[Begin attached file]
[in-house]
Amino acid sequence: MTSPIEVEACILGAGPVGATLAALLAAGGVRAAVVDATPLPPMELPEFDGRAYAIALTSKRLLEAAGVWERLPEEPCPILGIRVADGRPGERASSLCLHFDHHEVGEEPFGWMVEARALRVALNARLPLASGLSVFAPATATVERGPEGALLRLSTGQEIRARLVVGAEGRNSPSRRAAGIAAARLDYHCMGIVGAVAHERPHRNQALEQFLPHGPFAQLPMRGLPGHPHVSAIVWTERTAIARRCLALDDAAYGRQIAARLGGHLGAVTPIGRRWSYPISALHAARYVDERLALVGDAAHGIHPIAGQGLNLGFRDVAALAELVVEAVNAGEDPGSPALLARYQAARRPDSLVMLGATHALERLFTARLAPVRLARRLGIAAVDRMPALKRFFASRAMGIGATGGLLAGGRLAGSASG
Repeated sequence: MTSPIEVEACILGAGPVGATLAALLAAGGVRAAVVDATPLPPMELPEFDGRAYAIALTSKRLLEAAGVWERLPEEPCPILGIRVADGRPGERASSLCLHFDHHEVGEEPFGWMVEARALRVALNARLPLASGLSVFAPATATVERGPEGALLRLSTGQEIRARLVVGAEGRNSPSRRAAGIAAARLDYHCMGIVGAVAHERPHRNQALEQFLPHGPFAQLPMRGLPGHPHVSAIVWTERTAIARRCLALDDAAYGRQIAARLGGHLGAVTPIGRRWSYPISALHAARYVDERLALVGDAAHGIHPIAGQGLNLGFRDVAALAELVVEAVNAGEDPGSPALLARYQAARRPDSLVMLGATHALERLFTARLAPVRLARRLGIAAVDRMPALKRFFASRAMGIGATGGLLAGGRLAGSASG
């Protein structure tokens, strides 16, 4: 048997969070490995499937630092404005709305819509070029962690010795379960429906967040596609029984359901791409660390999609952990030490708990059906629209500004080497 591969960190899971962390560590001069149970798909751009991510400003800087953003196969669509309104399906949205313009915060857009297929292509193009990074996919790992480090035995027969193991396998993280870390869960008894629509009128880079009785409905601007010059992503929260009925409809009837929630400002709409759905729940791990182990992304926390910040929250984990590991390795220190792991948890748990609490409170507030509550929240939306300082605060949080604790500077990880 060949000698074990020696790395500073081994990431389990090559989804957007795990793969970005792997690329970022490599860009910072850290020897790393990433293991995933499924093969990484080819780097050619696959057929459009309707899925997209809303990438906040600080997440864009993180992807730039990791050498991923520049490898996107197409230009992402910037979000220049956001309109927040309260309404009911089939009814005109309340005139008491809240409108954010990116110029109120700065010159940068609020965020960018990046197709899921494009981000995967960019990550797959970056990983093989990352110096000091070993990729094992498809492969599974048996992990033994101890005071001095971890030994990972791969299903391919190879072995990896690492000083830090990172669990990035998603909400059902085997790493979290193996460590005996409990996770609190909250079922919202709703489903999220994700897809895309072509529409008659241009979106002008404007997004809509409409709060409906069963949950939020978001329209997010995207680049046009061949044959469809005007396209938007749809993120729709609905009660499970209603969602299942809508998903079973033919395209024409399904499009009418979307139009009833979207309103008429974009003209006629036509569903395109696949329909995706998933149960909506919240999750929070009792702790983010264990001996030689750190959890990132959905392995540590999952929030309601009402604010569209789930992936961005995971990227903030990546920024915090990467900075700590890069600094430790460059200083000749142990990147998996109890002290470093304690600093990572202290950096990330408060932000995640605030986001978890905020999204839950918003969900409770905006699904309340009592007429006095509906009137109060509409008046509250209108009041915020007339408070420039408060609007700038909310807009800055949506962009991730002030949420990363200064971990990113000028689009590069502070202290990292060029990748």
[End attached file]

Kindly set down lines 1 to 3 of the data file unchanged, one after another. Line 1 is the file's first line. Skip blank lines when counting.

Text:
[in-house]
Amino acid sequence: MTSPIEVEACILGAGPVGATLAALLAAGGVRAAVVDATPLPPMELPEFDGRAYAIALTSKRLLEAAGVWERLPEEPCPILGIRVADGRPGERASSLCLHFDHHEVGEEPFGWMVEARALRVALNARLPLASGLSVFAPATATVERGPEGALLRLSTGQEIRARLVVGAEGRNSPSRRAAGIAAARLDYHCMGIVGAVAHERPHRNQALEQFLPHGPFAQLPMRGLPGHPHVSAIVWTERTAIARRCLALDDAAYGRQIAARLGGHLGAVTPIGRRWSYPISALHAARYVDERLALVGDAAHGIHPIAGQGLNLGFRDVAALAELVVEAVNAGEDPGSPALLARYQAARRPDSLVMLGATHALERLFTARLAPVRLARRLGIAAVDRMPALKRFFASRAMGIGATGGLLAGGRLAGSASG
Repeated sequence: MTSPIEVEACILGAGPVGATLAALLAAGGVRAAVVDATPLPPMELPEFDGRAYAIALTSKRLLEAAGVWERLPEEPCPILGIRVADGRPGERASSLCLHFDHHEVGEEPFGWMVEARALRVALNARLPLASGLSVFAPATATVERGPEGALLRLSTGQEIRARLVVGAEGRNSPSRRAAGIAAARLDYHCMGIVGAVAHERPHRNQALEQFLPHGPFAQLPMRGLPGHPHVSAIVWTERTAIARRCLALDDAAYGRQIAARLGGHLGAVTPIGRRWSYPISALHAARYVDERLALVGDAAHGIHPIAGQGLNLGFRDVAALAELVVEAVNAGEDPGSPALLARYQAARRPDSLVMLGATHALERLFTARLAPVRLARRLGIAAVDRMPALKRFFASRAMGIGATGGLLAGGRLAGSASG